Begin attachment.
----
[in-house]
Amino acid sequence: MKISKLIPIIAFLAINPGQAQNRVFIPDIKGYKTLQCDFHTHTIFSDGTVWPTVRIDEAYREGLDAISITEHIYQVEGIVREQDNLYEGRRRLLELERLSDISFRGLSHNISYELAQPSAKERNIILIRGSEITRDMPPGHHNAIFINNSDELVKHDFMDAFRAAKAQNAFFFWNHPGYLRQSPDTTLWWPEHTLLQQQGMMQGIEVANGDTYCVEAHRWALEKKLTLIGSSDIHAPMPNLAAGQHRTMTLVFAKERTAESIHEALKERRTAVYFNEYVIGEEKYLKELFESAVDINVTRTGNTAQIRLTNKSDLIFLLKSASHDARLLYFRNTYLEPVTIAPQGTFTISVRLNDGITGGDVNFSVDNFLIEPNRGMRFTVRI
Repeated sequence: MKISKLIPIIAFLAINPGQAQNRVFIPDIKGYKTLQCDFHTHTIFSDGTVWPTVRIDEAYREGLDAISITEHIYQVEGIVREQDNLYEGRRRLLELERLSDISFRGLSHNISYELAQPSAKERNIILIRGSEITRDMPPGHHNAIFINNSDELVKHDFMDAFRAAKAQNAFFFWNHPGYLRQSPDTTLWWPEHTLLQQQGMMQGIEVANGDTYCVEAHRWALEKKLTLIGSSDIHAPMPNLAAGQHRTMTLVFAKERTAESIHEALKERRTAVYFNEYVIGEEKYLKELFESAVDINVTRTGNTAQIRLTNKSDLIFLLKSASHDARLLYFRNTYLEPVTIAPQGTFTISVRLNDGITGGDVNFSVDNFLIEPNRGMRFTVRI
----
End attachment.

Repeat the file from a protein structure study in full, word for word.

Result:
[in-house]
Amino acid sequence: MKISKLIPIIAFLAINPGQAQNRVFIPDIKGYKTLQCDFHTHTIFSDGTVWPTVRIDEAYREGLDAISITEHIYQVEGIVREQDNLYEGRRRLLELERLSDISFRGLSHNISYELAQPSAKERNIILIRGSEITRDMPPGHHNAIFINNSDELVKHDFMDAFRAAKAQNAFFFWNHPGYLRQSPDTTLWWPEHTLLQQQGMMQGIEVANGDTYCVEAHRWALEKKLTLIGSSDIHAPMPNLAAGQHRTMTLVFAKERTAESIHEALKERRTAVYFNEYVIGEEKYLKELFESAVDINVTRTGNTAQIRLTNKSDLIFLLKSASHDARLLYFRNTYLEPVTIAPQGTFTISVRLNDGITGGDVNFSVDNFLIEPNRGMRFTVRI
Repeated sequence: MKISKLIPIIAFLAINPGQAQNRVFIPDIKGYKTLQCDFHTHTIFSDGTVWPTVRIDEAYREGLDAISITEHIYQVEGIVREQDNLYEGRRRLLELERLSDISFRGLSHNISYELAQPSAKERNIILIRGSEITRDMPPGHHNAIFINNSDELVKHDFMDAFRAAKAQNAFFFWNHPGYLRQSPDTTLWWPEHTLLQQQGMMQGIEVANGDTYCVEAHRWALEKKLTLIGSSDIHAPMPNLAAGQHRTMTLVFAKERTAESIHEALKERRTAVYFNEYVIGEEKYLKELFESAVDINVTRTGNTAQIRLTNKSDLIFLLKSASHDARLLYFRNTYLEPVTIAPQGTFTISVRLNDGITGGDVNFSVDNFLIEPNRGMRFTVRI